Gadsden Dynamic Multi-Asset ETF

Gadsden Dynamic Multi-Asset ETF seeks to preserve and grow capital with a positive long-term real return. The plan is to construct a portfolio with two embedded components. The strategic component, typically about 80% of the portfolio, will balance lower-risk asset classes (such as inflation-linked bonds or fixed income securities) and higher-risk asset classes (such as equities or REIT investments). The tactical component takes “a shorter-term view of market opportunities and downside threats,” the allocation to which is “designed to adjust overall portfolio risk either higher or lower, depending on market conditions and opportunities.” The fund will be managed by Kevin R. Harper and James W. Judge, both of Gadsden, LLC. The initial expense ratio is not yet disclosed and, being an ETF, there is no minimum initial investment.

Harbor Core Bond Fund

Harbor Core Bond Fund seeks total return. The plan is to invest in domestic, investment-grade fixed-income securities. The fund will be managed by William A. O’Malley, James E. Gubitosi and Sarah Kilpatrick, all employees of Income Research + Management. In 2017, Pensions & Investments named them the second best place to work among all smaller (100-500 employee) investment management firms. Messrs. O’Malley and Gubitosi are about CFA charterholders. The initial expense ratio for Institutional shares is 0.45%, and the minimum initial investment will be$1,000.

Seven Canyons Strategic Income Fund

Seven Canyons Strategic Income Fund will seek current income, with a willingness to accept some long-term growth of capital. The plan is to invest in a global equity and fixed income portfolio, though the allocation between asset classes is fluid. This is the rechristened incarnation of Wasatch Strategic Income Fund (WASIX). Technically, “The Fund commenced upon the reorganization of the Wasatch Strategic Income Fund.” The manager is Samuel Stewart, the 75-year-old founder of the Wasatch Funds. The initial expense ratio has not been disclosed and the minimum initial investment will be $1,000, unless you’re silly enough to fund an IRA. In that case, the minimum increases to $2,000. That’s a provision I’ve never before encountered and I’ve chronicled thousands of funds in registration.

Seven Canyons World InnovatorsFund

Seven Canyons World Innovators Fund will seek seeks to deliver capital preservation and capital appreciation. The plan is to invest in domestic and foreign growth companies that the Adviser believes are innovators in their respective sectors or industries. This is the rechristened incarnation of the five-star, $200 million Wasatch World Innovators Fund (WAGTX). The managers are Samuel Stewart, the 75-year-old founder of the Wasatch Funds and Josh Stewart, who have also been managing the Wasatch fund. The initial expense ratio has not been disclosed and the minimum initial investment will be $1,000, unless you’re silly enough to fund an IRA. In that case, the minimum increases to $2,000.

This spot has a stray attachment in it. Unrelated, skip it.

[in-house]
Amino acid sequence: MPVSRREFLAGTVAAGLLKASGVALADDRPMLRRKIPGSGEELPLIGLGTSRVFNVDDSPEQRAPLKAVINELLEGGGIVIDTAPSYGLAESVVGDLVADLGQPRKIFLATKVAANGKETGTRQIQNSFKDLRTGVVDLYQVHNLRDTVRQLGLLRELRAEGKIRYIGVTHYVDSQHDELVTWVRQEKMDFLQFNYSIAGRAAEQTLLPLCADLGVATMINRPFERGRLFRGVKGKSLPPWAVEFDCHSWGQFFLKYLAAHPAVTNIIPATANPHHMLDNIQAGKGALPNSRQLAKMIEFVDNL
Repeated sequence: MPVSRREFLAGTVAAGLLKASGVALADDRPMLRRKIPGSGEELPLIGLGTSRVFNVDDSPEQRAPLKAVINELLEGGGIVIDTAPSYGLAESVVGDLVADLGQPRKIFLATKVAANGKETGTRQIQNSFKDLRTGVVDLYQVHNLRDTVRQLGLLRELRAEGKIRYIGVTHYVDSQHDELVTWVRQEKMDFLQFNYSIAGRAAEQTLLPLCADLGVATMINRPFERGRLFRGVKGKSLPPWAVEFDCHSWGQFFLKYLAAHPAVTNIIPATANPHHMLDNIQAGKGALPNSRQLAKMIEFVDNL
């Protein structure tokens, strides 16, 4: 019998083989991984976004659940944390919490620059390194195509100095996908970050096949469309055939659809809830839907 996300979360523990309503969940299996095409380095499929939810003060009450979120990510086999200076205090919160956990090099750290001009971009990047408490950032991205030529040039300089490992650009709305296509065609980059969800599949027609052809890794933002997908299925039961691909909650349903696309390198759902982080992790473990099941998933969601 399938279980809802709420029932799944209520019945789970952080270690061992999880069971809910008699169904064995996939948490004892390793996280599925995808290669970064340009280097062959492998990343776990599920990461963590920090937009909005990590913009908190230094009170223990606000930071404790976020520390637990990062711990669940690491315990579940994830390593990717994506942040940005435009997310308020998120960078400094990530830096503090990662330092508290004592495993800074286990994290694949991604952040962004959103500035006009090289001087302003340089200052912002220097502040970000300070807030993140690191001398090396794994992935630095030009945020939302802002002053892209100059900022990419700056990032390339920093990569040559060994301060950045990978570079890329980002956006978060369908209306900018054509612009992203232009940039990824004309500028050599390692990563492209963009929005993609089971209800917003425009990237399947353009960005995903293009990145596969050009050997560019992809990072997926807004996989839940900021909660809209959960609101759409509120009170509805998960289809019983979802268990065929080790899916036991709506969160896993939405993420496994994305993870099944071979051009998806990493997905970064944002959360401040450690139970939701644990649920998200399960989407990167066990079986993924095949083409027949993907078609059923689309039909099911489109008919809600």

Templeton International Climate Change Fund

Templeton International Climate Change Fund will seek total return over the longer term. The plan is to invest predominantly in companies that are superior in identifying, adapting and providing solutions to the consequences of climate change (i.e., companies able to successfully transition to a lower carbon economy). The discipline is bottom-up and valued-oriented. The fund will be managed by Maarten Bloemen. The initial expense ratio for no-load “R” shares is 1.47% and the minimum initial investment is $1,000.

Briefly Noted

By David Snowball


In March, we highlighted some notable funds that had received Lipper Fund Awards for their excellence over the past three years. A couple people wrote to note, correctly, that they’d received five-year awards and those were even cooler, despite the fact that I hadn’t mentioned them.

Mea culpa. Mea maxima culpa.

KCM Macro Trends Fund (KCMTX) received recognition of the best five-year performance among all alternative global macro funds.

AQR Multi-Strategy Alternatives (ASANX) led the alternative multi-strategy group. I mention that in recognition of the fact that AQR seems remarkably successful across a range of such funds, none of which particularly welcome smaller investors.

City National Rochdale Emerging Markets (RIMIX) led among EM funds.

Polaris Global Value Fund (PGVFX) received the award for global multi-cap value fund.

Edgewood Growth topped the five year large-cap growth rankings while LSV Value Equity (LSVEX) was tops in large-cap value. Our profiles of them are too old to be worth linking for you, but we’ll check during April to see if we might offer updated profiles.

Broadly speaking, T. Rowe Price dominated the target-date retirement categories, in some cases winning the three-, five- and ten-year awards. TIAA-CREF made a strong showing, with Fidelity and Vanguard pretty much shut out.

For multi-cap core funds, Parnassus Endeavor ran the table, winning the three-, five- and ten-year awards. Love the fund, worry about manager Dodson’s age.

And Oberweis International Opportunities (OBOIX) was the top international small- to mid-cap growth fund over the past 10 years.